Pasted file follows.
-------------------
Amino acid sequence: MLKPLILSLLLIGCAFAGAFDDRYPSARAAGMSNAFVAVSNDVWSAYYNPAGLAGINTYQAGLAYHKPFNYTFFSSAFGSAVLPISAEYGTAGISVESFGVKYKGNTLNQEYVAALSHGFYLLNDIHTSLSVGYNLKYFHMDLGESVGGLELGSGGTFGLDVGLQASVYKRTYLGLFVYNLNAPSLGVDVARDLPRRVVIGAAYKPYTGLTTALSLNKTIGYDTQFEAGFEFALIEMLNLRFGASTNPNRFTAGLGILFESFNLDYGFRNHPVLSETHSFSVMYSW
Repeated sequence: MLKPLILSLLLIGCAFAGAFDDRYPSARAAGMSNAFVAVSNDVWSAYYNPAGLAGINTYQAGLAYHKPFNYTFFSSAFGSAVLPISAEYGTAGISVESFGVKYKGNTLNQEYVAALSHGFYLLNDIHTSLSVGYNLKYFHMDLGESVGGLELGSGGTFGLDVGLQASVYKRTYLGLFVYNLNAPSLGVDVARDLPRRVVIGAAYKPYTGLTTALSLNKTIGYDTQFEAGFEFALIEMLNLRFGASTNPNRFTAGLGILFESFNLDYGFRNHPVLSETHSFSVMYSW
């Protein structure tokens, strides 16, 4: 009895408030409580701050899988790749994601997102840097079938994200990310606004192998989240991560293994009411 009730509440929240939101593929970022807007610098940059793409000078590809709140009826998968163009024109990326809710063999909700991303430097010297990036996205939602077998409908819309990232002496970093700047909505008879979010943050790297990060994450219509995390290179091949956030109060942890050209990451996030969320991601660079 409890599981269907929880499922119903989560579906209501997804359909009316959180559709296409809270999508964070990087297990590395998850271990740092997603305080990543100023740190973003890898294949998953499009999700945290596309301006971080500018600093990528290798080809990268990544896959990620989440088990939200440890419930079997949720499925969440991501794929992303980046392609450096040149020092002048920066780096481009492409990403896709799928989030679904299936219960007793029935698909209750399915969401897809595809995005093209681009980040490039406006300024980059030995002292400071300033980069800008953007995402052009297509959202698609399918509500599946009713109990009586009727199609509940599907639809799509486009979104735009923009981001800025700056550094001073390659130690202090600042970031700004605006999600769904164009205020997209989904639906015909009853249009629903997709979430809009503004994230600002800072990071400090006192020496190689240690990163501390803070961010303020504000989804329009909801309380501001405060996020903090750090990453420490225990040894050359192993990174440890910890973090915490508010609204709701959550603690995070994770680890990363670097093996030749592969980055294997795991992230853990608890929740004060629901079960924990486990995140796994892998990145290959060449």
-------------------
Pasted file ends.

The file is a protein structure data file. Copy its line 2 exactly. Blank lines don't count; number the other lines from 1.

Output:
Repeated sequence: MLKPLILSLLLIGCAFAGAFDDRYPSARAAGMSNAFVAVSNDVWSAYYNPAGLAGINTYQAGLAYHKPFNYTFFSSAFGSAVLPISAEYGTAGISVESFGVKYKGNTLNQEYVAALSHGFYLLNDIHTSLSVGYNLKYFHMDLGESVGGLELGSGGTFGLDVGLQASVYKRTYLGLFVYNLNAPSLGVDVARDLPRRVVIGAAYKPYTGLTTALSLNKTIGYDTQFEAGFEFALIEMLNLRFGASTNPNRFTAGLGILFESFNLDYGFRNHPVLSETHSFSVMYSW